Wednesday, June 27, 2012

Brent - WTI curves are not converging any time soon

The Brent-WTI crude oil spread has dropped materially from the peak, but managed to stay above $11/barrel. It has now recovered to $13. What's more interesting is the difference in the shapes of the two curves - particularly given that Brent and WTI are essentially the same products.

Brent and WTI futures curves

Brent is in backwardation, while WTI is in contango. Backwardation generally means tighter supply (more demand for the spot product) - a bullish indicator, while contango tends to indicate the opposite. It says that the crude market in the US (particularly in Cushing, OK) is well supplied, which is not the case with Brent (at least not nearly as much).

There is talk however that the gap between these two curves will close fairly soon (ht John A).
Bloomberg/BW: - The energy guys at Goldman Sachs, led by analyst David Greely, think that by the end of 2012 the price of WTI will be just $5 below Brent, largely because new pipeline projects, such as the recently reversed Seaway, will allow more domestic crude to reach refineries along the Gulf Coast, making WTI more valuable. In essence, the more domestic crude that reaches the Gulf Coast, the stronger the floor beneath the price of WTI becomes.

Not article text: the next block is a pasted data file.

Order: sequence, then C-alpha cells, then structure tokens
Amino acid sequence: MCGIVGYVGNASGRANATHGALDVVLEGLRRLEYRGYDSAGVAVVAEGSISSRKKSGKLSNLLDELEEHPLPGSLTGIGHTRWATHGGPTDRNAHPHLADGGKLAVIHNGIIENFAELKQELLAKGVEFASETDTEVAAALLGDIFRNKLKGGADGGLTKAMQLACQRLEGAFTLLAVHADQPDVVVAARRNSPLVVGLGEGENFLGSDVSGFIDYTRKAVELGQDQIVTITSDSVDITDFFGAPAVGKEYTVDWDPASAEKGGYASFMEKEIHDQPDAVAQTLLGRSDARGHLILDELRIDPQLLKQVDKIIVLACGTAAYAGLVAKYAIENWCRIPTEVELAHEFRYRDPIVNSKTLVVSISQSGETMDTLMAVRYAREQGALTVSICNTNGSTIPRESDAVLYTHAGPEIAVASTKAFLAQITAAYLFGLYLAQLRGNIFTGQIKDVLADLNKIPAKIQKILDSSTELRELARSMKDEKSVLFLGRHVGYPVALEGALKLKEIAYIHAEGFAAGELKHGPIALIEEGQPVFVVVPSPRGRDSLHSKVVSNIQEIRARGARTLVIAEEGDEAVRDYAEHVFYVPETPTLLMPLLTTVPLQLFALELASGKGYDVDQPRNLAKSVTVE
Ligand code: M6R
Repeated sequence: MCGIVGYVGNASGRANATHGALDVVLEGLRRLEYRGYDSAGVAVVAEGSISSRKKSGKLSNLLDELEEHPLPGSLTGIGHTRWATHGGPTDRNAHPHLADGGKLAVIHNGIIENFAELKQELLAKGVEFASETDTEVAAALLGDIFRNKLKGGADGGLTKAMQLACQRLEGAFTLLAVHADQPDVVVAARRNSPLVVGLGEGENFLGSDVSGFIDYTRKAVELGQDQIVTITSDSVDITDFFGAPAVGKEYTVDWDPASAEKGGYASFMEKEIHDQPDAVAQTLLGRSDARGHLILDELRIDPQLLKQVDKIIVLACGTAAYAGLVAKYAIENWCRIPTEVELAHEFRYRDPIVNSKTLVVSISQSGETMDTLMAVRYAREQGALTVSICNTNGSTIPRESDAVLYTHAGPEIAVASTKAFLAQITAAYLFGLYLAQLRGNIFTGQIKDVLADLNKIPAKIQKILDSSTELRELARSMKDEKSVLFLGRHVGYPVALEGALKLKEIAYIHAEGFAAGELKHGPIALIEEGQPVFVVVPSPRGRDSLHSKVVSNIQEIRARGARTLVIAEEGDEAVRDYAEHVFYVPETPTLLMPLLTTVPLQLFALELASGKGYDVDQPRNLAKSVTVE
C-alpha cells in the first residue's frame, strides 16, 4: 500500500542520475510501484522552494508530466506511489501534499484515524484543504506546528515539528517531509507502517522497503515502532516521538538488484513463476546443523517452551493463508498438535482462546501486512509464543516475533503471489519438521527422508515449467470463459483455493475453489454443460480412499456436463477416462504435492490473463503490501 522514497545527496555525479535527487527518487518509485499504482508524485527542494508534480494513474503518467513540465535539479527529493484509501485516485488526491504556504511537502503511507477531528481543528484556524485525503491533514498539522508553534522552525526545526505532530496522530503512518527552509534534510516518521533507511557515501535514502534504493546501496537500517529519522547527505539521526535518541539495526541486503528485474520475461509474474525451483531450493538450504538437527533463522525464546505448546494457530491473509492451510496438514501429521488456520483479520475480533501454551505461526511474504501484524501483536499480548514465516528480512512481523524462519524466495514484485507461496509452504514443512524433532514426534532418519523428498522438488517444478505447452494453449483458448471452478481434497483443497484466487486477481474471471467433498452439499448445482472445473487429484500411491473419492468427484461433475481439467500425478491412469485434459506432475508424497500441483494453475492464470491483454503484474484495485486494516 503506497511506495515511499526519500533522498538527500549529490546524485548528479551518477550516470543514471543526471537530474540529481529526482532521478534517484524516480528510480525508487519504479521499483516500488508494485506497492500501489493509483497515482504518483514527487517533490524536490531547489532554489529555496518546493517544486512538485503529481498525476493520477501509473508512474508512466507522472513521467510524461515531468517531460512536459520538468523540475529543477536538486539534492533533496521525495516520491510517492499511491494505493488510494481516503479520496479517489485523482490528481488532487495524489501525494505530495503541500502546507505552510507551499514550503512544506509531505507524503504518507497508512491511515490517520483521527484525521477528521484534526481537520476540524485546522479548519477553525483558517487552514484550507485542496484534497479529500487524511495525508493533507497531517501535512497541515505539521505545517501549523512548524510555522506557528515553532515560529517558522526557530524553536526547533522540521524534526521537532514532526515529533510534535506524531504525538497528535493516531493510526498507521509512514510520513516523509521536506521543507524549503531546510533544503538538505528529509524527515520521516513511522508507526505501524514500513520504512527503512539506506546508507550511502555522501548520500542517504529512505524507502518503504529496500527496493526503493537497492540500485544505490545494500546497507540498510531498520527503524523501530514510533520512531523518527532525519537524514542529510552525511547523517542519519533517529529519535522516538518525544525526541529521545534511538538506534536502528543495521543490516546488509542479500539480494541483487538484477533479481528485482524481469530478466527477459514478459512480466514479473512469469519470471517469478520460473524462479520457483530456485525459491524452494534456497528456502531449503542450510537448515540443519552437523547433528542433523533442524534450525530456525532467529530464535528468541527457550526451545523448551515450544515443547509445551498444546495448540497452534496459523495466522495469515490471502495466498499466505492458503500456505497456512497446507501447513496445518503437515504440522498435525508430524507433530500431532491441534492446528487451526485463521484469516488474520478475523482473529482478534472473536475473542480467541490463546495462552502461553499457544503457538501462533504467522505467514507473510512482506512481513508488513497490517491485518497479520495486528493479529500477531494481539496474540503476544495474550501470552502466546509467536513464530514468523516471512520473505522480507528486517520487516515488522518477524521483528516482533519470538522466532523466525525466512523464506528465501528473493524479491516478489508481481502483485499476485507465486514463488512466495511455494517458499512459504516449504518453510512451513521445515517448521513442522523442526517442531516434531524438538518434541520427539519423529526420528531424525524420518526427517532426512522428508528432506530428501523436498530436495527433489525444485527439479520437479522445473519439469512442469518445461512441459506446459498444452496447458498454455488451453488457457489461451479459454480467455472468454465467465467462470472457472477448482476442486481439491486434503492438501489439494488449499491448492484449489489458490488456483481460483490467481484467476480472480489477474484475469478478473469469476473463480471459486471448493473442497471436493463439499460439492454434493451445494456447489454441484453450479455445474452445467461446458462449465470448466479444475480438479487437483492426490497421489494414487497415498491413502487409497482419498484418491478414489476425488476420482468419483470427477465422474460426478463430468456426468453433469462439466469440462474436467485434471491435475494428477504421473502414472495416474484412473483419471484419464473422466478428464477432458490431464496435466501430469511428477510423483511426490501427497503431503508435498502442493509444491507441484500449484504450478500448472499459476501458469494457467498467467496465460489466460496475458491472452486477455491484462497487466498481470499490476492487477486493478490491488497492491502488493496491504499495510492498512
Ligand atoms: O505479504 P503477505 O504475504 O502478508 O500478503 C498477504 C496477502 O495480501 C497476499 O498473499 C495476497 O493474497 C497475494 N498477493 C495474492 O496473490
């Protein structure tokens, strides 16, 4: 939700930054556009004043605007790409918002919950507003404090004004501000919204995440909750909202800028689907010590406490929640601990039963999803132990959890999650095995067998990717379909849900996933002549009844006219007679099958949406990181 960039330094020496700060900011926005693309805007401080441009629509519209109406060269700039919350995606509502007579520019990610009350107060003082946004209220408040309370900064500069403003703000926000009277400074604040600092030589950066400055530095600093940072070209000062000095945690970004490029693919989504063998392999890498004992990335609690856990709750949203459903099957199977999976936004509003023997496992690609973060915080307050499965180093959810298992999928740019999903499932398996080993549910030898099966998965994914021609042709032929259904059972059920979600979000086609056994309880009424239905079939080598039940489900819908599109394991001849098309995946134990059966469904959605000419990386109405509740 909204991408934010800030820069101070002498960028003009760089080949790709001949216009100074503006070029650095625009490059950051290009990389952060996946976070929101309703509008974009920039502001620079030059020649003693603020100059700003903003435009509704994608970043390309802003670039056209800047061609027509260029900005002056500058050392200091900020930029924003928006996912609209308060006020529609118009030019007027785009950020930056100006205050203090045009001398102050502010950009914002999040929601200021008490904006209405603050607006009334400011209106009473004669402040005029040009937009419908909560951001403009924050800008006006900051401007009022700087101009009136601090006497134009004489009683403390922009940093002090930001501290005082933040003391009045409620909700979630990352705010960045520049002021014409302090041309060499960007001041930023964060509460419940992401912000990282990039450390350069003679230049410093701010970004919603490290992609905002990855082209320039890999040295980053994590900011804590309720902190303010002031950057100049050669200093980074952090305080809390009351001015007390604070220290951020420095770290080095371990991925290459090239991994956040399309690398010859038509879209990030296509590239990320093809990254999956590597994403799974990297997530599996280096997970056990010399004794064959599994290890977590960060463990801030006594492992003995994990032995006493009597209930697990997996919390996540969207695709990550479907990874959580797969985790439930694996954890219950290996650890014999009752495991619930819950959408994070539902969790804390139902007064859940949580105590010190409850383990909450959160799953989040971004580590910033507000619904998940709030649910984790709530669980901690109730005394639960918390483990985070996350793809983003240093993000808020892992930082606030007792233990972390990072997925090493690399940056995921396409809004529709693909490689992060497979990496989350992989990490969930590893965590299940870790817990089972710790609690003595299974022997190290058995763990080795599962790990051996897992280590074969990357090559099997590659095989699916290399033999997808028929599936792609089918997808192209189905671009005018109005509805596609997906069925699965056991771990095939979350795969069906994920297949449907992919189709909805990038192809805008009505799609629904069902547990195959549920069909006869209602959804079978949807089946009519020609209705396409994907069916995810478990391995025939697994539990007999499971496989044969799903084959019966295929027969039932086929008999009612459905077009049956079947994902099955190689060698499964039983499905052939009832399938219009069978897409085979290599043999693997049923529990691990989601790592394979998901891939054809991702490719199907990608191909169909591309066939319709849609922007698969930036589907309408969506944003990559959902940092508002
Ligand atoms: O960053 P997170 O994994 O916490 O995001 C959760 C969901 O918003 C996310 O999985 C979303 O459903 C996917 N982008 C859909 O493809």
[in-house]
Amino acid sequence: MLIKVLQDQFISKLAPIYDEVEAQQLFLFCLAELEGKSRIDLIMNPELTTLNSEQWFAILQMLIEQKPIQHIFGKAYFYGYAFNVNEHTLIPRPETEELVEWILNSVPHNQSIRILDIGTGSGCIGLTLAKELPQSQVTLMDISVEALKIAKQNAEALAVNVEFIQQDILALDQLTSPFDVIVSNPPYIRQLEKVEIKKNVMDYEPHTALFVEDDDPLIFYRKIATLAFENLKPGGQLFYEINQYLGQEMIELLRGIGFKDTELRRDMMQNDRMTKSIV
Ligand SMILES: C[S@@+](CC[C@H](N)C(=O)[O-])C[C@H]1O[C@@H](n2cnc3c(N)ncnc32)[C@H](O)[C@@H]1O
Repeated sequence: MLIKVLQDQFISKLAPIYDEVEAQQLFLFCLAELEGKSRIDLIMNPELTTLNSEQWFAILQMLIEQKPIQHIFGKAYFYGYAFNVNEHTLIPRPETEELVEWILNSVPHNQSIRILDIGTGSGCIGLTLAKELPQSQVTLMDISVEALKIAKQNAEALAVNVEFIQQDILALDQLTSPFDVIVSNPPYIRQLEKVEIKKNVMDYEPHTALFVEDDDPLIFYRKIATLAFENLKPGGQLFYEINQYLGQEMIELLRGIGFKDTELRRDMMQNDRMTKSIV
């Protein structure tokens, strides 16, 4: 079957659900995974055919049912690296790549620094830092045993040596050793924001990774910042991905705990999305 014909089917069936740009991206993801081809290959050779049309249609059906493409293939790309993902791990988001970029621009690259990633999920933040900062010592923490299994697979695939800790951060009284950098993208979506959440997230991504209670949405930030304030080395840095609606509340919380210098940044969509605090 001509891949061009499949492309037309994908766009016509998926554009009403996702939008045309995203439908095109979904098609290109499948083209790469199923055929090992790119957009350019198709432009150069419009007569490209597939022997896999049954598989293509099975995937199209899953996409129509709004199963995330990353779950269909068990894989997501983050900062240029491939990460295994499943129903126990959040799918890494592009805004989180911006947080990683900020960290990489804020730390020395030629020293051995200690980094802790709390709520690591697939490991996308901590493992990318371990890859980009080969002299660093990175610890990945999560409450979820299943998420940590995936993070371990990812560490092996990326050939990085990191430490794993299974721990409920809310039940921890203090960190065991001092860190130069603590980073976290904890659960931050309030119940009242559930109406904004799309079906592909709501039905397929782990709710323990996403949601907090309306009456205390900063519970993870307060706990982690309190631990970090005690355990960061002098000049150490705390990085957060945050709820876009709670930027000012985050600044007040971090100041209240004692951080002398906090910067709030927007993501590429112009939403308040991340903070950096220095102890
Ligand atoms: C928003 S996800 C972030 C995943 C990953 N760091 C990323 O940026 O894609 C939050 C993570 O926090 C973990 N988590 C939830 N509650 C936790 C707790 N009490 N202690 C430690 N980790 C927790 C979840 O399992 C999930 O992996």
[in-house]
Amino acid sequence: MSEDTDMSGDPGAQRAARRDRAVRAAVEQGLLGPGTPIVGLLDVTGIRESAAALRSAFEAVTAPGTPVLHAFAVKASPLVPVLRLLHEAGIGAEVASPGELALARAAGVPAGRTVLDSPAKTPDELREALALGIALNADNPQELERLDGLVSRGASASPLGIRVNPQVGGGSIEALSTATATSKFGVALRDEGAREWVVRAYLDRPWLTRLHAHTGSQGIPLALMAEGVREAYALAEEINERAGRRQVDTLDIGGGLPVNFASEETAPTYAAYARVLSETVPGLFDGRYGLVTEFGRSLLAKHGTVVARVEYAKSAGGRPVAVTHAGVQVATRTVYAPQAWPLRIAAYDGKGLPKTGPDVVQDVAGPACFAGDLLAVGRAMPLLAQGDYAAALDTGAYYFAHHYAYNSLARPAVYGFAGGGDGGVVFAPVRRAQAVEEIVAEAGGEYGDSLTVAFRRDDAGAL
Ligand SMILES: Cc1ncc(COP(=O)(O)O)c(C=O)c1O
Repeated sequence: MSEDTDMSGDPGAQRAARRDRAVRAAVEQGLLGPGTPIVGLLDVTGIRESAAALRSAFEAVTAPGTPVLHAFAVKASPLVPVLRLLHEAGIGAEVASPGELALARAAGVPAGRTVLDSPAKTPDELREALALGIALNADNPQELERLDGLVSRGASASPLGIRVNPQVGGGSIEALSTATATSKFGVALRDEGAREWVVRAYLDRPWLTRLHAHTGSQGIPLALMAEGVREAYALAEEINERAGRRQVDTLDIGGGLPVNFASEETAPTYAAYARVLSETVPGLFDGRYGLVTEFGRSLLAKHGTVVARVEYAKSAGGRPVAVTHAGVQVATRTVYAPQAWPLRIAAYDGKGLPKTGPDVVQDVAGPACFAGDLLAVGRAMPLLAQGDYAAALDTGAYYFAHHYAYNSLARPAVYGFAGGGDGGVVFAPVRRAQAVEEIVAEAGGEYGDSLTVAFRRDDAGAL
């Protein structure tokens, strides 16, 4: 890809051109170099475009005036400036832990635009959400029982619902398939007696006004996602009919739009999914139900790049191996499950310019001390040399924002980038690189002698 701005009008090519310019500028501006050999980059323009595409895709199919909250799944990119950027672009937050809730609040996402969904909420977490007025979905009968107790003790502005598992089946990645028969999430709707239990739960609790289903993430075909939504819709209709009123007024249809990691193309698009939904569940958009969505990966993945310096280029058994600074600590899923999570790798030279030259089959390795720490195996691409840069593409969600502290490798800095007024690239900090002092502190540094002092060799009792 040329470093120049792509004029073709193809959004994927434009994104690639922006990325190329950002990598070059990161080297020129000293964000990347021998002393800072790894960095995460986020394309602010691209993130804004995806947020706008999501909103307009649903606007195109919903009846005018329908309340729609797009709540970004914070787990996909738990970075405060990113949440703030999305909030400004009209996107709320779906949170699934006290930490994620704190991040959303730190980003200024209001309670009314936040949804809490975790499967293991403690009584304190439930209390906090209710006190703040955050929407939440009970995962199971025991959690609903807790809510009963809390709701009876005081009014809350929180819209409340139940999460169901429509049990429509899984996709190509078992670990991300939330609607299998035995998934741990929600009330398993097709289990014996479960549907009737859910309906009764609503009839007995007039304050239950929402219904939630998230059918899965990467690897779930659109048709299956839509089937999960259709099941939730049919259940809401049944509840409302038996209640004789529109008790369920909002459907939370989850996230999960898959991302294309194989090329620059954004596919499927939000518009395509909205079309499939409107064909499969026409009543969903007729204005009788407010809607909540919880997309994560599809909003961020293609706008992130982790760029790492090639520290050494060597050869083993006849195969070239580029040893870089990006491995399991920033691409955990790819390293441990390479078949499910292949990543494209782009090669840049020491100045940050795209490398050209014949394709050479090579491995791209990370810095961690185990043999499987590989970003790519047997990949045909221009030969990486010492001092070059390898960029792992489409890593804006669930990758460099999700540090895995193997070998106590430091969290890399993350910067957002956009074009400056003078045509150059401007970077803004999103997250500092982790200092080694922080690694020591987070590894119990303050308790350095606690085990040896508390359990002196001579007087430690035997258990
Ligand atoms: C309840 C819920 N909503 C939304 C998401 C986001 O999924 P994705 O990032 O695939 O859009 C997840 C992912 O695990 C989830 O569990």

Some people doubt Goldman's forecast however. If traders truly believed in this rapid convergence, the two curves above would be approaching $5 spread six months out. Instead the difference in the January 2013 contracts is above $11. Analysts instead are looking at brisk US crude production that has been on the rise this year (we had signs of that increase earlier in the year).

US crude oil production (thousands of barrels per day; source EIA)

It means that in spite of the reversed Seaway pipeline that is delivering US crude to the Gulf Coast (to the large US refineries), there is still not enough pipeline capacity to accommodate this increased production, putting downward pressure on WTI.
Bloomberg/BW: - “Five dollars is not likely,” says Fadel Gheit, an analyst at Oppenheimer. “And even if it does go to $5, it’s not going to stay there.” Gheit points out that as long as WTI stays above $70, drilling companies can still make money producing new wells, which in turn, he says, will keep WTI anywhere from $8 to $12 below the price of Brent.

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